Operation in Kurram: Thousands flee on whatever they can find

With roads already blocked, people are seeking refuge from violence in the region.

Irin July 07, 2011
Operation in Kurram: Thousands flee on whatever they can find


The latest Pakistan army offensive against militants in Kurram Agency has sent thousands of people fleeing on trucks, vans, tractors and other vehicles, while aid agencies are trying to map out a response.

“The operation has been launched to clear the area of terrorists involved in kidnapping and killing of local people, suicide attacks and blocking the road that connects Lower Kurram with Upper Kurram,” Inter-Services Public Relations Director Major General Athar Abbas said on Tuesday.

Civilians were forced to flee conflict-hit areas along the tribal belt made up of seven agencies along the Pak-Afghan border after the operation began on July 3. “I am waiting for news of my parents, grandparents and four siblings,” Faheem Ali, who works as a pharmacist, told IRIN in Peshawar.

“They set out from our home in central Kurram on Monday and are trying to join me here in Peshawar,” he added, saying he had failed to establish contact with them for over 14 hours and could only hope they “get here safely given the heavy firing that is taking place”.

“There is likely to be a displacement of at least 4,000 families and possibly double that number due to this latest fighting,” said Arshad Khan, head of Disaster Management Authority (DMA) in the Federally Administered Tribal Areas (Fata). He added that already 1,000 families - around 7,000 individuals - had been displaced since the operation started.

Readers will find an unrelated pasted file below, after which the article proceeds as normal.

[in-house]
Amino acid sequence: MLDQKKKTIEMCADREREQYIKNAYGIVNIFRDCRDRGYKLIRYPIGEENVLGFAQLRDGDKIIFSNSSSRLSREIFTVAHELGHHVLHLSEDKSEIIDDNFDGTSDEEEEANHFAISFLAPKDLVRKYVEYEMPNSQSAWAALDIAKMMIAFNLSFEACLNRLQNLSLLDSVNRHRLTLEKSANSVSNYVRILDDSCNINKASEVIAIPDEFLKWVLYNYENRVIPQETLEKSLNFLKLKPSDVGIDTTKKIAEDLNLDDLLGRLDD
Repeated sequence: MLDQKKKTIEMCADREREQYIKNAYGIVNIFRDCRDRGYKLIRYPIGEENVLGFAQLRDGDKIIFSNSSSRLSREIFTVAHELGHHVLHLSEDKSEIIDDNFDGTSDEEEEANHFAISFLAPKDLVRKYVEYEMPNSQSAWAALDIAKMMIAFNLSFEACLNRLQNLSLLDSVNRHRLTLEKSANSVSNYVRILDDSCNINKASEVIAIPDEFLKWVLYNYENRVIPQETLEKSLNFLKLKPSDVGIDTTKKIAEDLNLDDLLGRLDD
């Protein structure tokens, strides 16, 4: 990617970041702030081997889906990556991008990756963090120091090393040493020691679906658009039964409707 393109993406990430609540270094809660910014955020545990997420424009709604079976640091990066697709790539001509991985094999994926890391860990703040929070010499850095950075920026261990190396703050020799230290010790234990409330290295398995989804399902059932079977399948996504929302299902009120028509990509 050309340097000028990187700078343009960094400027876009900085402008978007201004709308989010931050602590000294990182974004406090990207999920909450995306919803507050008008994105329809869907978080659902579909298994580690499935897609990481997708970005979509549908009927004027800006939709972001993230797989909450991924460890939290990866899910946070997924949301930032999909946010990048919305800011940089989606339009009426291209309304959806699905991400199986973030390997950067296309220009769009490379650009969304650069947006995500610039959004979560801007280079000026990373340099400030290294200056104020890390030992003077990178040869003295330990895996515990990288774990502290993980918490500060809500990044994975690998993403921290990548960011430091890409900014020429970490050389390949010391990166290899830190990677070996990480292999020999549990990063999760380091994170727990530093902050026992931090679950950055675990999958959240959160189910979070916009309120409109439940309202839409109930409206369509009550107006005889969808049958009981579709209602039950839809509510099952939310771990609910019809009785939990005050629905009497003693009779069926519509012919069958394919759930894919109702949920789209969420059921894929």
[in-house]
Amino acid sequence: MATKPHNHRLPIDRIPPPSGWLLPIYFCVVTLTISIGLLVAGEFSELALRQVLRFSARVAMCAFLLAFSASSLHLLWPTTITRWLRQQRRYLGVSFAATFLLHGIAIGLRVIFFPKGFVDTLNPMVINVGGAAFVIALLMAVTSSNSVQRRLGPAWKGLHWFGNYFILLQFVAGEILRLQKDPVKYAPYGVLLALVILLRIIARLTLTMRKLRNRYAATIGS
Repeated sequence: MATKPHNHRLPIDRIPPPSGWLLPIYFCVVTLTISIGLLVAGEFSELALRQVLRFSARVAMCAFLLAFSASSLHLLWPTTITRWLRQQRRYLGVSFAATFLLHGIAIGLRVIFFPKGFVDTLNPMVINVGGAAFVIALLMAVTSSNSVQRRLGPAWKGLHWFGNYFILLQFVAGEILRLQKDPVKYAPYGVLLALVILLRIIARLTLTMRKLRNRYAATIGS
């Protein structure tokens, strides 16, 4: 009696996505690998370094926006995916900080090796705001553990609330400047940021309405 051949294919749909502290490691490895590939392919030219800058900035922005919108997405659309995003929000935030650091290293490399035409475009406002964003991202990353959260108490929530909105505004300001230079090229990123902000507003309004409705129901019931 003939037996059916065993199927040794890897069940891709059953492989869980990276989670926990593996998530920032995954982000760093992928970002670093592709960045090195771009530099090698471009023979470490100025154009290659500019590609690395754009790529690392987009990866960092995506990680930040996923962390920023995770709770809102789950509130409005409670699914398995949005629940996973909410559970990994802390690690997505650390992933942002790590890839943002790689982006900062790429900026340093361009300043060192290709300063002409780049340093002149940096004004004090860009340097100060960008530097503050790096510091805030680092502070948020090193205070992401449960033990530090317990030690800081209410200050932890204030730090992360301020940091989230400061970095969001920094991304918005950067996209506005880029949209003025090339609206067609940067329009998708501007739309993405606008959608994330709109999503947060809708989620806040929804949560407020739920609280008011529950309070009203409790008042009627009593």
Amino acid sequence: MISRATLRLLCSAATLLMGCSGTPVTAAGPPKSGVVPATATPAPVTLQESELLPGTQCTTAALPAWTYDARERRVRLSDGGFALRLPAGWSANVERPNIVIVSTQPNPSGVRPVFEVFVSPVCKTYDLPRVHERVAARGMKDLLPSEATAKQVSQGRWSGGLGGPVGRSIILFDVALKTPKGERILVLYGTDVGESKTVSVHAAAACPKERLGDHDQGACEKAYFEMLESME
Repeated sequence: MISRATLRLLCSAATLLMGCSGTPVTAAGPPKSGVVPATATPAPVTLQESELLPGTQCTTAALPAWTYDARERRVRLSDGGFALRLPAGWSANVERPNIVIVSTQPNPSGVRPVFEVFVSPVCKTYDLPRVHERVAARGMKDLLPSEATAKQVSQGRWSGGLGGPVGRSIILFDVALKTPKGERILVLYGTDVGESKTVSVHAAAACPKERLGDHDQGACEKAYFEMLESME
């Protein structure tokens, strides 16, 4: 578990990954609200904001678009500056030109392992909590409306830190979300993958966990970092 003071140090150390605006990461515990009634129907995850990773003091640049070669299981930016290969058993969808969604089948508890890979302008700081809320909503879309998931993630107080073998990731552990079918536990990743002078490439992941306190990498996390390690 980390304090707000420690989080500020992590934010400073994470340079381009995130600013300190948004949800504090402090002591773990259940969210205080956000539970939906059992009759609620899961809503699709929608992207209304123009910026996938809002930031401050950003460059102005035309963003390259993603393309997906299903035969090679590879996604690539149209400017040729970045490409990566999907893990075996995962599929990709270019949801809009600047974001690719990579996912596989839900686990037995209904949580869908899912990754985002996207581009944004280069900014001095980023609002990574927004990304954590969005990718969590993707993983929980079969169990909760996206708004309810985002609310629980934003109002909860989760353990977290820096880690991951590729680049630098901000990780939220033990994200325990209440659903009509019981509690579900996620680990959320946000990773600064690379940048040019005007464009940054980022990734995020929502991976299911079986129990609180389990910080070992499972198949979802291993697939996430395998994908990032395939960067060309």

Aid agencies said they were preparing to help the newly displaced.

“We are working closely with the DMA in Fata and government authorities there, as we are not on the ground in Kurram,” said UN Refugee Agency (UNHCR) spokesperson Duniya Aslam Khan.

She said people displaced from Kurram were being accommodated at Durrani Camp, a former Afghan refugee camp, in Sadda town in Lower Kurram.

Following a request from the DMA, the UNHCR has so far provided 700 tents and other non-food items for those displaced in Kurram.

According to the DMA, 250 families have reached the camp, while others have moved in with relatives in various parts of Kurram or Khyber-Pakhtunkhwa. The fresh displacements add to the 34,785 already displaced from Kurram, according to official statistics.

Situation ‘grim’

“The situation in Kurram is looking grim. We have conducted a meeting to determine how to help them,” Riaz Khan, a medical student who also works with a volunteer student group to help the displaced, told IRIN. He said a campaign to “collect funds and food item donations” would be launched.

Other NGOs cite lack of access to conflict-hit areas as a key problem, preventing them from helping people. This means that most welfare activities are being carried out, for now, by local authorities. “We have arranged food and non-food items for the displaced,” said Sahibzada Muhammad Anees, who heads the local administration in Kurram.

“There is real fear in Kurram, because the road linking the agency to Peshawar has been closed for many months due to fighting, it is not easy to leave. People feel trapped, and therefore even more scared,” Kareem Abassi, 37, told IRIN. Abassi left Kurram with his family of five a week ago, as rumours of a military operation spread.

“Thousands of others are preparing to do the same,” he added. “I am glad I am out with my children and wife.”

Published in The Express Tribune, July 7th, 2011.


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